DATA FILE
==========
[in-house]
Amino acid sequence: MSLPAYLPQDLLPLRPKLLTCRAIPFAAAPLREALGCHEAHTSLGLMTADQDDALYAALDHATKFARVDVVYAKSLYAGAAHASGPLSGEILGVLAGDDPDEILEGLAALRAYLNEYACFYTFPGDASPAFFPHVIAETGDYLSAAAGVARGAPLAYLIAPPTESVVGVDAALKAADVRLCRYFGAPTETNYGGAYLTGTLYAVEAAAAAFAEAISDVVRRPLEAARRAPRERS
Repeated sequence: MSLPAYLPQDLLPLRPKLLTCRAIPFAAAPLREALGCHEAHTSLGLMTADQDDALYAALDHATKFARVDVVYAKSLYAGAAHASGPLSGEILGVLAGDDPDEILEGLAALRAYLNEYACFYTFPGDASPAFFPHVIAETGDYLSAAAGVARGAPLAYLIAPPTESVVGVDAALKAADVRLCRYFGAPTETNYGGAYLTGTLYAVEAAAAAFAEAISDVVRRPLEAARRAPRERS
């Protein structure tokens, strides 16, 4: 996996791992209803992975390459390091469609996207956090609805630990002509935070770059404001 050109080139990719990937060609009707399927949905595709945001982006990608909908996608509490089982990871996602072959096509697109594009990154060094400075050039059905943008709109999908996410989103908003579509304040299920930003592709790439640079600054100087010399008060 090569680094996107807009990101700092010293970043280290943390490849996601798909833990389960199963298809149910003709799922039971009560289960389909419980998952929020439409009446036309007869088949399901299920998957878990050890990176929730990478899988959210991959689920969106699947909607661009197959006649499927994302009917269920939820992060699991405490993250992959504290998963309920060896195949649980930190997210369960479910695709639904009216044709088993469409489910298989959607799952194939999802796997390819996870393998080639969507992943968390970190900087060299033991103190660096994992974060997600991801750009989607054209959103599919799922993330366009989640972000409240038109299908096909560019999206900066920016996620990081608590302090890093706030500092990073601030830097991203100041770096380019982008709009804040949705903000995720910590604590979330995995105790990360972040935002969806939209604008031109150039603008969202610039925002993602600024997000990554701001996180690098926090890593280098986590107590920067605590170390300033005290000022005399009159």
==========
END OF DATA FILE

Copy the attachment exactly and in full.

[in-house]
Amino acid sequence: MSLPAYLPQDLLPLRPKLLTCRAIPFAAAPLREALGCHEAHTSLGLMTADQDDALYAALDHATKFARVDVVYAKSLYAGAAHASGPLSGEILGVLAGDDPDEILEGLAALRAYLNEYACFYTFPGDASPAFFPHVIAETGDYLSAAAGVARGAPLAYLIAPPTESVVGVDAALKAADVRLCRYFGAPTETNYGGAYLTGTLYAVEAAAAAFAEAISDVVRRPLEAARRAPRERS
Repeated sequence: MSLPAYLPQDLLPLRPKLLTCRAIPFAAAPLREALGCHEAHTSLGLMTADQDDALYAALDHATKFARVDVVYAKSLYAGAAHASGPLSGEILGVLAGDDPDEILEGLAALRAYLNEYACFYTFPGDASPAFFPHVIAETGDYLSAAAGVARGAPLAYLIAPPTESVVGVDAALKAADVRLCRYFGAPTETNYGGAYLTGTLYAVEAAAAAFAEAISDVVRRPLEAARRAPRERS
């Protein structure tokens, strides 16, 4: 996996791992209803992975390459390091469609996207956090609805630990002509935070770059404001 050109080139990719990937060609009707399927949905595709945001982006990608909908996608509490089982990871996602072959096509697109594009990154060094400075050039059905943008709109999908996410989103908003579509304040299920930003592709790439640079600054100087010399008060 090569680094996107807009990101700092010293970043280290943390490849996601798909833990389960199963298809149910003709799922039971009560289960389909419980998952929020439409009446036309007869088949399901299920998957878990050890990176929730990478899988959210991959689920969106699947909607661009197959006649499927994302009917269920939820992060699991405490993250992959504290998963309920060896195949649980930190997210369960479910695709639904009216044709088993469409489910298989959607799952194939999802796997390819996870393998080639969507992943968390970190900087060299033991103190660096994992974060997600991801750009989607054209959103599919799922993330366009989640972000409240038109299908096909560019999206900066920016996620990081608590302090890093706030500092990073601030830097991203100041770096380019982008709009804040949705903000995720910590604590979330995995105790990360972040935002969806939209604008031109150039603008969202610039925002993602600024997000990554701001996180690098926090890593280098986590107590920067605590170390300033005290000022005399009159």